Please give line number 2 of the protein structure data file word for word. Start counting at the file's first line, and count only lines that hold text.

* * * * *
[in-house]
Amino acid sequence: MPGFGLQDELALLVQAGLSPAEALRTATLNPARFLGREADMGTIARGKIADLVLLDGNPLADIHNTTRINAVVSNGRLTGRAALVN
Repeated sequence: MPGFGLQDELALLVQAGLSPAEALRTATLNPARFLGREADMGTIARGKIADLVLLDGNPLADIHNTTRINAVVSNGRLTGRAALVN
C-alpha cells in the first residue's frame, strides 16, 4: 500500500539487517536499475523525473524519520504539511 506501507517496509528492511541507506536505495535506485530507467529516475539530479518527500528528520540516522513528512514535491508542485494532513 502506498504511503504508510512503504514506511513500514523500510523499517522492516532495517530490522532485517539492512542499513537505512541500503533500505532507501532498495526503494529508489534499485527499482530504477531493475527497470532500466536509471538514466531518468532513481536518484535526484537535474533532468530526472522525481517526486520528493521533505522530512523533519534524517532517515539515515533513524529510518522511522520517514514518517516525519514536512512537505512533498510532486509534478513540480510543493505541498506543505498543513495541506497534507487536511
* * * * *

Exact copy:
Amino acid sequence: MPGFGLQDELALLVQAGLSPAEALRTATLNPARFLGREADMGTIARGKIADLVLLDGNPLADIHNTTRINAVVSNGRLTGRAALVN